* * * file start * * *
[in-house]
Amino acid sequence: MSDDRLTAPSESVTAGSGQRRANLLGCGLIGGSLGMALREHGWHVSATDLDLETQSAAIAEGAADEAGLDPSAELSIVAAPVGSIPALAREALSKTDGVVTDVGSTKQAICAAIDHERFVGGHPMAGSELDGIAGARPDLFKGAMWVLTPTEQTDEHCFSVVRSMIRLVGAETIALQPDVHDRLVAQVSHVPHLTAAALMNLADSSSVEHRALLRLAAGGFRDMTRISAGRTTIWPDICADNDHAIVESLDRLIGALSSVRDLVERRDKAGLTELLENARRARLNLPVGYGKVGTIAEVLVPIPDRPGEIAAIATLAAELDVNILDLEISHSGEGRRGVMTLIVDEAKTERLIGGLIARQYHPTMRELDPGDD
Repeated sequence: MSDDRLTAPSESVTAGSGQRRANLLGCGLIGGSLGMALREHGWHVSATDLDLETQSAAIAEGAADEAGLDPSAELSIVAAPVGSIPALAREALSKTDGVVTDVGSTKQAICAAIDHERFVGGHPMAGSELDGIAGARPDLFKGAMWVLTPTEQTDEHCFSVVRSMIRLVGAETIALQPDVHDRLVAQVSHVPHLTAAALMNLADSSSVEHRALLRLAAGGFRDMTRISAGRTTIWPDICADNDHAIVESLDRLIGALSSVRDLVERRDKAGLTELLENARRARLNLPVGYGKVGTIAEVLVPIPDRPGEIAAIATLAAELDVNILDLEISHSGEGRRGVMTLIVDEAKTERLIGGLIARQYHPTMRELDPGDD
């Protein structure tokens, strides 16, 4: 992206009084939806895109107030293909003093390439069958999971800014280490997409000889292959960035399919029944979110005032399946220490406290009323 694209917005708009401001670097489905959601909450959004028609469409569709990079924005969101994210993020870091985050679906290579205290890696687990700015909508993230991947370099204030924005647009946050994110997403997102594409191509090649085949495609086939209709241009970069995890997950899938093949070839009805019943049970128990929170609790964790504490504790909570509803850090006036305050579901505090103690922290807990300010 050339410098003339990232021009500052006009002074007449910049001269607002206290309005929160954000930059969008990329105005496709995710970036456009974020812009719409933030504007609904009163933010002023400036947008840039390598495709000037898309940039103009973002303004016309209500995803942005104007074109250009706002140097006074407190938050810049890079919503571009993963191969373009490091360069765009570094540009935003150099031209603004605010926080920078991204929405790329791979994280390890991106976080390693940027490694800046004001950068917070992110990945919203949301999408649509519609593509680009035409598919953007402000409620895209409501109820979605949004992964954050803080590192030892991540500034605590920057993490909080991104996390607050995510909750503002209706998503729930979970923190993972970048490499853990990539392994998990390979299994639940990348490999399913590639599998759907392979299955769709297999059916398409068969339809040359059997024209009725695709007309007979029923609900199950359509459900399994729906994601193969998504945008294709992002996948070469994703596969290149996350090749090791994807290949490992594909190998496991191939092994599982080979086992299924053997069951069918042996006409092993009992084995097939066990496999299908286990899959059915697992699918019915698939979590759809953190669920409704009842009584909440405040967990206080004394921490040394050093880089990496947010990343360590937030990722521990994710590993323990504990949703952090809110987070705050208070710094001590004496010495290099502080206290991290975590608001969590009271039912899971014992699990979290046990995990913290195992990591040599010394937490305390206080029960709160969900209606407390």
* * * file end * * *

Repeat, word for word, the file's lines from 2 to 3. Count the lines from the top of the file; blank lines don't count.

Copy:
Amino acid sequence: MSDDRLTAPSESVTAGSGQRRANLLGCGLIGGSLGMALREHGWHVSATDLDLETQSAAIAEGAADEAGLDPSAELSIVAAPVGSIPALAREALSKTDGVVTDVGSTKQAICAAIDHERFVGGHPMAGSELDGIAGARPDLFKGAMWVLTPTEQTDEHCFSVVRSMIRLVGAETIALQPDVHDRLVAQVSHVPHLTAAALMNLADSSSVEHRALLRLAAGGFRDMTRISAGRTTIWPDICADNDHAIVESLDRLIGALSSVRDLVERRDKAGLTELLENARRARLNLPVGYGKVGTIAEVLVPIPDRPGEIAAIATLAAELDVNILDLEISHSGEGRRGVMTLIVDEAKTERLIGGLIARQYHPTMRELDPGDD
Repeated sequence: MSDDRLTAPSESVTAGSGQRRANLLGCGLIGGSLGMALREHGWHVSATDLDLETQSAAIAEGAADEAGLDPSAELSIVAAPVGSIPALAREALSKTDGVVTDVGSTKQAICAAIDHERFVGGHPMAGSELDGIAGARPDLFKGAMWVLTPTEQTDEHCFSVVRSMIRLVGAETIALQPDVHDRLVAQVSHVPHLTAAALMNLADSSSVEHRALLRLAAGGFRDMTRISAGRTTIWPDICADNDHAIVESLDRLIGALSSVRDLVERRDKAGLTELLENARRARLNLPVGYGKVGTIAEVLVPIPDRPGEIAAIATLAAELDVNILDLEISHSGEGRRGVMTLIVDEAKTERLIGGLIARQYHPTMRELDPGDD